UN: American airstrikes contribute to record number of children, civilians killed in Afghanistan

A member of the Afghan Local Police watches the aftermath of bombings by American F-16 fighter-bombers against a key valley in Deh Bala district in Nangarhar province, Afghanistan, Saturday, July 7, 2018.



KABUL, Afghanistan — More civilians were killed in the war in Afghanistan last year than any other year since records began, with child deaths alone also reaching an all-time high, partly due to a spike in U.S. airstrikes, the United Nations said in a report on Sunday.

The findings added to a litany of discouraging data on the U.S.’s longest war and were released a day before American and Taliban officials were to resume direct talks in Qatar, which could lead to the U.S. pulling out of the 17-year conflict.

The U.N. Assistance Mission in Afghanistan documented more than 3,800 civilian deaths in the country last year, including about 930 children, both annual records. Nearly 11,000 civilian casualties in total were recorded throughout the year.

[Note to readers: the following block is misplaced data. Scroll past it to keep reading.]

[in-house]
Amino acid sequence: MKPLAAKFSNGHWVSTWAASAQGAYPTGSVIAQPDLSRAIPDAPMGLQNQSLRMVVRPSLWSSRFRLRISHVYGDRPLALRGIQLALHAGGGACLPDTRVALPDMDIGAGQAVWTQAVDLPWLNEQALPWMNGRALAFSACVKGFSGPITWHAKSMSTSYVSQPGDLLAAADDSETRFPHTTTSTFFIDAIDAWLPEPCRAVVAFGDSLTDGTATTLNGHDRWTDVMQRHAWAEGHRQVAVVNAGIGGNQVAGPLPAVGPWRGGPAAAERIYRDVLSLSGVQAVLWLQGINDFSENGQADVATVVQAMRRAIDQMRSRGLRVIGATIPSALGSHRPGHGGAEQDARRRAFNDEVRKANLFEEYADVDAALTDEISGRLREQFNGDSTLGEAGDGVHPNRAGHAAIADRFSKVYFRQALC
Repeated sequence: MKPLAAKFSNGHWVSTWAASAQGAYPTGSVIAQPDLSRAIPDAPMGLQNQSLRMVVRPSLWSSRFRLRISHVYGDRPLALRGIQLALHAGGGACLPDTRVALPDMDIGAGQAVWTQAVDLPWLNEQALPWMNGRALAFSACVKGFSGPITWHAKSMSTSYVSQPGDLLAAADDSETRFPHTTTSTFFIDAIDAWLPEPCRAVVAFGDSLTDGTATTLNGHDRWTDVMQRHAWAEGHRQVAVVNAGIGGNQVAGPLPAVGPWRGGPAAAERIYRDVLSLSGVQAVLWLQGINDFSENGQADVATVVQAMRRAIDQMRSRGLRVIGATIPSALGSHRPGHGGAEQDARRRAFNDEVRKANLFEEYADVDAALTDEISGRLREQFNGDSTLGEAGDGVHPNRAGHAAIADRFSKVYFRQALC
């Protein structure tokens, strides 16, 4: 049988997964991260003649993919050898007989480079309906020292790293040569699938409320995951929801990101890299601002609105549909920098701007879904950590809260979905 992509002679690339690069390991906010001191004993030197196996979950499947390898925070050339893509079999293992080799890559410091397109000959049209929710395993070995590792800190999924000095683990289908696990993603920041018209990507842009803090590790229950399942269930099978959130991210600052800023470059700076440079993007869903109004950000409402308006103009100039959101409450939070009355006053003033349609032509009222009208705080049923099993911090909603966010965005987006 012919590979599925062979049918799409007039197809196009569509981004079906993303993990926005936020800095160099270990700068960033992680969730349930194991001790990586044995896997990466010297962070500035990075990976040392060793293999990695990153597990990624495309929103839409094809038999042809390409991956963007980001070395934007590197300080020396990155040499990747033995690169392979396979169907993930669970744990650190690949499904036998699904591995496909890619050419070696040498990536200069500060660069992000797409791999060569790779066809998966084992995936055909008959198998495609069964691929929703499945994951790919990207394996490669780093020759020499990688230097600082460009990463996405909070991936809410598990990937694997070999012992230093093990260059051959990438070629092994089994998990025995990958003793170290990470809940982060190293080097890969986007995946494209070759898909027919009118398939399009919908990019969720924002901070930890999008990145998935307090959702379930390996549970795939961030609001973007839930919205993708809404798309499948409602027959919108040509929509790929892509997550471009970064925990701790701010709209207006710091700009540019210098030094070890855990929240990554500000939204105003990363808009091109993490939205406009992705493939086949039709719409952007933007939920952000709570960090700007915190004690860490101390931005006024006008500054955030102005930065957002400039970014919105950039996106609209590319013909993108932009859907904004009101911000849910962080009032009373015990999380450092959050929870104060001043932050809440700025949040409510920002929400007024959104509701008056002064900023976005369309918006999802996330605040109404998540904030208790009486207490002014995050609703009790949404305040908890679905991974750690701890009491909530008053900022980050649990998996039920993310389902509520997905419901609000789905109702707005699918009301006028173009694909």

UNAMA attributed most of the casualties to anti-government forces, predominantly the Taliban and local Islamic State affiliate, with pro-government forces being blamed for about a quarter of the deaths and injuries.

However, pro-government forces — which include the U.S. military — were shown to have killed more Afghan children last year than their adversaries, which UNAMA said was largely due to U.S. airstrikes.

Responding to Sunday’s report, the U.S.-led NATO mission in Afghanistan said “all feasible precautions” are taken to limit civilian casualties and that it investigates all allegations. According to NATO investigations, airstrikes by foreign forces caused 117 civilian casualties last year, including 62 deaths. That’s about a fifth of the U.N.’s tally.

In a statement of its own, the Taliban called UNAMA’s report “one-sided.”

Despite the growing number of civilian casualties, the report did acknowledge efforts by U.S. and Afghans forces and the Taliban to protect civilians.